Friday, 19 June 2015
Tuesday, 8 July 2014
Sempervivum calcareum ‘Limelight’. This seems to be a very good doer and, so far, has grown very vigorously without any afflictions.
The rosette at the bottom of the picture on left shows the plant trying to escape from the confines of a rather overcrowded pot. Did a root squeeze through one of the drainage holes and develop into a rosette to start a life on its own?The rosette at the bottom of the picture on right shows the plant trying to escape from the confines of a rather overcrowded pot. Did a root squeeze through one of the drainage holes and develop into a rosette to start a life on its own?
This is the first seedling I ever selected now grown to quite a large size and with one rosette starting to run up into flower. The brother and seedling sisters were a very varied bunch so, if I save seed from this one, I might get even more complex variations.
Sunday, 18 May 2014
I have a very pale seedling which seemed to have been doing very well, but now is developing pale brown spots on its leaves and, I think, may not be long for this world (unless I can rescue some of the several offsets).
When I showed it to my granddaughter the other day, she said “it looks a bit anaemic” so, if it survives and thrives, I might try to name it Sempervivum ‘Anaemia’.
Wednesday, 14 May 2014
Occasionally and apparently healthy rosette on one or another of my houseleeks will suddenly turn yellow or orange and die very quickly, over just a few days. Rosettes nearby are unaffected. The affliction does not spread from a given point: the whole rosette suddenly capitulates.
Below is an example on Sempervivum ‘Sir William Lawrence’ with one rosette affected
I would be grateful if anyone can tell me what this condition is, though I somehow doubt there is any way of stopping it and it only affects single rosette a few times each year..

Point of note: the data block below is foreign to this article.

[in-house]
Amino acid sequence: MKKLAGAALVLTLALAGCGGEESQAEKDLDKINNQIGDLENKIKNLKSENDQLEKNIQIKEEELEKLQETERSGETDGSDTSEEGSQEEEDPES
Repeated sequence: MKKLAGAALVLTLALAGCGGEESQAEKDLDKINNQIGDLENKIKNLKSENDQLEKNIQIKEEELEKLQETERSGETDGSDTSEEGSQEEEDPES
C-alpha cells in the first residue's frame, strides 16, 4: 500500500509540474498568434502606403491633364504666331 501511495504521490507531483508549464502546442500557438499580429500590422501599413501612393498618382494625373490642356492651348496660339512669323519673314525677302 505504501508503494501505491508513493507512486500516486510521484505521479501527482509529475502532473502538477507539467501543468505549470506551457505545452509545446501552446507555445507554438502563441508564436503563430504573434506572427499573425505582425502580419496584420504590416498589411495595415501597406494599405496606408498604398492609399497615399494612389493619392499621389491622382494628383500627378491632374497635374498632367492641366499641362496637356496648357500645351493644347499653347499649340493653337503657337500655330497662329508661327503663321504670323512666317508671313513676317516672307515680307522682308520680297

Tuesday, 13 May 2014
Over the last several years I have raised hundreds of seedlings from plants in my collection and am now able to select the betters ones that are not only interesting colours, but have good habits of growth and seem to do well in our rather damp climate. I am, for the moment, giving them numbers (I am not sure how one goes about officially naming a new hybrid or checking that the name is not already in use elsewhere.
This one is 20140430 SV, SV standing for South View, the name of our house:
The rosette is quite large with an open, bowl shape like a water lily flower. The next one is 20120616 SV has smaller, but very neat rosettes with a dark centre contrasting with the outside leaves:
Sunday, 18 August 2013
Tuesday, 13 August 2013
The other day I posted about Sempervivum 'Pastel' and its variants and added some information about its breeder, Nicholas Moore, who was also, in his day, a well-known poet and philosopher as well as a horticulturalist. In addition to 'Pastel' he raised other good quality houseleek cultivars many of which are still on the market today. Sometime I will try to compile a list.
After writing my earlier post I tried to find examples of Moore's poetry on the Internet and finished up buying a slim volume entitled Lacrimae Rerum containing his last poems. On the cover there is a delightful illustration by Juliet Moore that includes a Sempervivum in flower.
For those unfamiliar with the title, it is taken from a famous line in Virgil's Aeneid written between 29 and 19 BC. The whole line reads sunt lacrimae rerum: mentem mortalia tangunt and there have been many attempts to translate it or to find words in other languages to give the full sense of what the Latin means (though one translation could not possibly do this). I always think of lacrimae rerum as signifying there are 'tears in things' (tears in the sense of drops that run down your cheeks), the knowledge that everything is temporary, doomed to fade to extinction. However wonderful a plant or a person or a galaxy they are destined to pass away and this tempers the joy of now with a sadness, the metaphorical 'tears'. This embodied sadness provokes the imagination to reflect that the present is moving inexorably towards some universal oblivion. Or is it? Sempervivum is Latin too and means 'always alive', a fact of which, no doubt, Nicholas Moore was well aware.